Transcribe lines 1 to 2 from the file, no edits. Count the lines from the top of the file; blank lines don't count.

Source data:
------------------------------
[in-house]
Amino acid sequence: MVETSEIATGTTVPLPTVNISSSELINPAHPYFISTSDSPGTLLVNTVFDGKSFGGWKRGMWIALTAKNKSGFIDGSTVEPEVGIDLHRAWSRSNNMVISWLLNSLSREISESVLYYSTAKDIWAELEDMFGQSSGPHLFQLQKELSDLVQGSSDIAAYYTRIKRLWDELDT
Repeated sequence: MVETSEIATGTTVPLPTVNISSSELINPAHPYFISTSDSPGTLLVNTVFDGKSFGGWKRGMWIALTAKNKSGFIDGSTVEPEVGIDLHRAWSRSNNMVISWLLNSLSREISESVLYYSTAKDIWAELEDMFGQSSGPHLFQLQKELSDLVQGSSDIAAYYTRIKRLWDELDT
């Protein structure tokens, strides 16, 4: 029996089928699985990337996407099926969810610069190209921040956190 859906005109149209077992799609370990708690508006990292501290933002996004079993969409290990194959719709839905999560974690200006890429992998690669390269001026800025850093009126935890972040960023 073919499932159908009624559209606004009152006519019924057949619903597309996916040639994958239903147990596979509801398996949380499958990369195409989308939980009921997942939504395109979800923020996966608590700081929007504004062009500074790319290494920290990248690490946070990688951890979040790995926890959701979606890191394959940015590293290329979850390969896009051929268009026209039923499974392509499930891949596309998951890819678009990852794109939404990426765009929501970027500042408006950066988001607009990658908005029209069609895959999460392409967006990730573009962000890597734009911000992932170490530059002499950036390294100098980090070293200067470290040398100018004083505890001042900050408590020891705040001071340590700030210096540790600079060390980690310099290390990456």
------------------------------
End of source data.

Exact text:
[in-house]
Amino acid sequence: MVETSEIATGTTVPLPTVNISSSELINPAHPYFISTSDSPGTLLVNTVFDGKSFGGWKRGMWIALTAKNKSGFIDGSTVEPEVGIDLHRAWSRSNNMVISWLLNSLSREISESVLYYSTAKDIWAELEDMFGQSSGPHLFQLQKELSDLVQGSSDIAAYYTRIKRLWDELDT